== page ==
Inside Klay Thompson's and the Warriors' record-breaking night
CHICAGO — When the first of 14 left Klay Thompson’s right hand, nobody rose.
Not yet, anyway.
Over the next hour and a half, a historic hour and a half, they would do plenty of rising. They would shake their heads in astonishment at an awe-inspiring Golden State Warriors first half. They would erupt throughout the most prolific 26 minutes and 33 seconds of 3-point shooting the league has ever seen.
But for now, butts stayed glued to seats. On the Warriors bench, and throughout a Warrior jersey-speckled United Center. Because Klay Thompson, for almost two weeks, had been frigid.
Because Klay Thompson, in the words of his body-language-reading head coach, Steve Kerr, had been getting “down on himself.” He was “frustrated.” He had made just five 3-pointers in seven games to start the season.
But the Warriors knew. The world knew. The explosion was coming. As Kerr said, “it was just a matter of time.” On Monday night, time ran out. And the Chicago Bulls – the poor Bulls – were helpless.
By the time No. 2 of 14, off a pin-down screen from the right wing, found nylon, bench chairs were unnecessary. When No. 3 glided through, Andre Iguodala was already boomeranging around cameramen stationed on the baseline. The avalanche was coming.
When 6 of 14 was at the top of its arc, Iguodala’s hands were already skyward, three fingers on each outstretched. With 7 still in the air, Steph Curry was prancing toward the basket from the bench. Minutes later, he turned around toward the crowd, as if 8 had been a foregone conclusion.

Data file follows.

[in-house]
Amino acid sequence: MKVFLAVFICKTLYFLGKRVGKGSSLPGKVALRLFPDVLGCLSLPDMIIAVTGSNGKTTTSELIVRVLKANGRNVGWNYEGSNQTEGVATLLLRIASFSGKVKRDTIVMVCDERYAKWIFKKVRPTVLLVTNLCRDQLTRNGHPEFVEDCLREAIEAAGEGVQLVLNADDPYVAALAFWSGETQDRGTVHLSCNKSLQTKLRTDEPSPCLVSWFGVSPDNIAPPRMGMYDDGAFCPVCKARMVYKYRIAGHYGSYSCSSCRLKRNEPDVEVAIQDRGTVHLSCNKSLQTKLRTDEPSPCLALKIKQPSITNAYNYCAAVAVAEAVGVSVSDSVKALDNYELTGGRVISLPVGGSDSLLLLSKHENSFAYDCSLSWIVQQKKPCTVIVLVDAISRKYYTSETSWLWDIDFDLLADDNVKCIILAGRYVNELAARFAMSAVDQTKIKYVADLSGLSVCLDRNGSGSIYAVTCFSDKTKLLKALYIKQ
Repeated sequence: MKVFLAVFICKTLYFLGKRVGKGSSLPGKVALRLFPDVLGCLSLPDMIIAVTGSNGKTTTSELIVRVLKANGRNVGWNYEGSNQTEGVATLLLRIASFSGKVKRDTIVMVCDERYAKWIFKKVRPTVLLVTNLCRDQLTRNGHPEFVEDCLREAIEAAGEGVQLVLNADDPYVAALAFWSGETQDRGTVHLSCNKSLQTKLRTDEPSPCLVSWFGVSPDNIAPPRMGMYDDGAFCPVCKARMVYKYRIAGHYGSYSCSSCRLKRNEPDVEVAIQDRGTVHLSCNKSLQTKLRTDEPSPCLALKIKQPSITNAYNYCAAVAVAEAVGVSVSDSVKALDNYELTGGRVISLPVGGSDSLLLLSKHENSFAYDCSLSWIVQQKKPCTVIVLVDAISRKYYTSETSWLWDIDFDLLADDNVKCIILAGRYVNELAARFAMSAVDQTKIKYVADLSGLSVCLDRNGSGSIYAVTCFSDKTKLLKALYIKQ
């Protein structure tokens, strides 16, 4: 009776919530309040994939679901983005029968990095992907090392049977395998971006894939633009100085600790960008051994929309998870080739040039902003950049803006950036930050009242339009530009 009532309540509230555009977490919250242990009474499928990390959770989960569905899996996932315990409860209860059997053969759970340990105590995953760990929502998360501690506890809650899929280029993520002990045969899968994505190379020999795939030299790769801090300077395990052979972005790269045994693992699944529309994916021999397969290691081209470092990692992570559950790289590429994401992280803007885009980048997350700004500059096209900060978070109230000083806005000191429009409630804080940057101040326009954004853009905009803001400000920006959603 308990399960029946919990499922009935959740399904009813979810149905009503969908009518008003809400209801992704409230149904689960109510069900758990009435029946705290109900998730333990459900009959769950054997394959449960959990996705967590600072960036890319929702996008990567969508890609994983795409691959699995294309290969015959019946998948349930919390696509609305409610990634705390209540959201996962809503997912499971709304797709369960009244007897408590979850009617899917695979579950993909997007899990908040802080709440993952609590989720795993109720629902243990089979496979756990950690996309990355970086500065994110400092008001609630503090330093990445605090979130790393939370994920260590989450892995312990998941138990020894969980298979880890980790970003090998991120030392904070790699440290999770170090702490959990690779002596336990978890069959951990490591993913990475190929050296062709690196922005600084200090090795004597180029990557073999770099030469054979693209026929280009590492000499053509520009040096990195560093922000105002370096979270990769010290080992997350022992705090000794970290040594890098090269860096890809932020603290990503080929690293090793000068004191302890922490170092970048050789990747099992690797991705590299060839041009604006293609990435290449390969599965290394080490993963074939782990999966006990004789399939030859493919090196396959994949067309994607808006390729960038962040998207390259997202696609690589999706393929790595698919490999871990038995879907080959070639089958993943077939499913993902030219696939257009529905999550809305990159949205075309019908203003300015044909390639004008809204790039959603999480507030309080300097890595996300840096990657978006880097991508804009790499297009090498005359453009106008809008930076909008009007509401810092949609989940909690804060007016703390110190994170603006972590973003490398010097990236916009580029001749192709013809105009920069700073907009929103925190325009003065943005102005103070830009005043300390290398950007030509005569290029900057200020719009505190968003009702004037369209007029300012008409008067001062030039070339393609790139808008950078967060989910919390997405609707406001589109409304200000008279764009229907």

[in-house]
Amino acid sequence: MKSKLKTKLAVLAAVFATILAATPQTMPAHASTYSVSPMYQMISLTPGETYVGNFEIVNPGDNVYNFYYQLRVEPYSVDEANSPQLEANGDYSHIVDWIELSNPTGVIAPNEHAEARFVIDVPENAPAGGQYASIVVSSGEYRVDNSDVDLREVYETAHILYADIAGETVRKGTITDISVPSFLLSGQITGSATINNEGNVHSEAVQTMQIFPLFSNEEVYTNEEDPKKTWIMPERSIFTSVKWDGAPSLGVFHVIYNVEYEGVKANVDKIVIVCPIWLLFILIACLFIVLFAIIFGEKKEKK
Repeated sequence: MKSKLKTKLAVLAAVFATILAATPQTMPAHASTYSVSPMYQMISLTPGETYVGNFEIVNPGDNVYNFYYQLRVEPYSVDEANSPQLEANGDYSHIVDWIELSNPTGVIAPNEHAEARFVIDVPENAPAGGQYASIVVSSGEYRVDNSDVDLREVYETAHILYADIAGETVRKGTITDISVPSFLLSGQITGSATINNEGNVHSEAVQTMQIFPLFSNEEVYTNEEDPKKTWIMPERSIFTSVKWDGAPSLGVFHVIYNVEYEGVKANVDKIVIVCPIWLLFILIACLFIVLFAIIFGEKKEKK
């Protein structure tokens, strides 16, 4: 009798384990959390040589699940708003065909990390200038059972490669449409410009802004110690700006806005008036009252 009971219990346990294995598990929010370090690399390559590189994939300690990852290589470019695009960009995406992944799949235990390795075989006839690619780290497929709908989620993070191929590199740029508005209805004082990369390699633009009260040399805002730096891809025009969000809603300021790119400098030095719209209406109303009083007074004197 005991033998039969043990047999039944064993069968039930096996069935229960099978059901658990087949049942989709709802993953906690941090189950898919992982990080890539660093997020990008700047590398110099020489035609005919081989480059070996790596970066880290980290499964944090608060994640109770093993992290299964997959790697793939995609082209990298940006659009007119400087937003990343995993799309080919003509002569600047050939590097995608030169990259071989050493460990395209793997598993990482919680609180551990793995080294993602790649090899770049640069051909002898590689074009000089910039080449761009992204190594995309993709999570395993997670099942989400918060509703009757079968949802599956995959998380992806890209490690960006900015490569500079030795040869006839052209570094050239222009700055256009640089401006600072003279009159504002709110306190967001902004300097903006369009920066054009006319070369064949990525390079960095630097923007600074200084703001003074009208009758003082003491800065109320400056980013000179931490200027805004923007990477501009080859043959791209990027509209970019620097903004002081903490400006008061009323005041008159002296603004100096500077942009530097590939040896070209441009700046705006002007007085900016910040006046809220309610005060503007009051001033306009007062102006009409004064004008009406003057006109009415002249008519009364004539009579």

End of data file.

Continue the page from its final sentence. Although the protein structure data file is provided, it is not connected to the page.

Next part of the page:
“I like to go back and watch film to try to figure out how to get better,” Curry would later say. “Tonight, it’ll be watching everybody’s reaction on every single shot that Klay made. That’ll probably be pretty entertaining.”
The barrage was uncontainable, irrepressible, a symphonic masterpiece starring Thompson but not exclusively Thompson. He hit 10 first-half 3s, tying an NBA record. The Warriors, as a team, poured in 92 points, a mark only once surpassed, by the 1990 Phoenix Suns. Chicago had 50.
At halftime, disbelieving stadium employees marveled: “We’re seeing history.”
One, as he strode back toward the court for the wholly unnecessary third and fourth quarters, turned to Kerr: “I been watching this sport for 50 years …” Any number of awestruck statements could have finished the sentence.
And Draymond Green, while dapping up a security guard, flashed a tellingly sheepish grin, feigning discomfort, almost cringing in jest at the beatdown he was both witnessing and taking part in.
Klay kept going, even after smashing heads with Damian Jones “like a couple of idiots” early in the third. With blood trickling down his forehead, he canned No. 11 and 12. During the timeout, while trainers worked on the cut, his teammates crowed: “Two more! Two more!” They knew.
Kerr, unaware of the looming record until that point, turned to Steph: Do you have the record? Curry confirmed he did – 13 3s, on Nov. 7, 2016, against the New Orleans Pelicans.
But he had no interest in holding it much longer. He, like the rest of his teammates, catered to Klay at every opportunity. They set screens whenever possible. They fed him in transition. Curry passed up a fast-break layup for what could have been Thompson’s 14th, but it rimmed off. Another rainbow for 14 went awry soon thereafter, and as nine players raced toward the other end, Thompson crept for a second in the other direction, staring off into the distance, as if in his own fantasyland, unable to process momentary failure.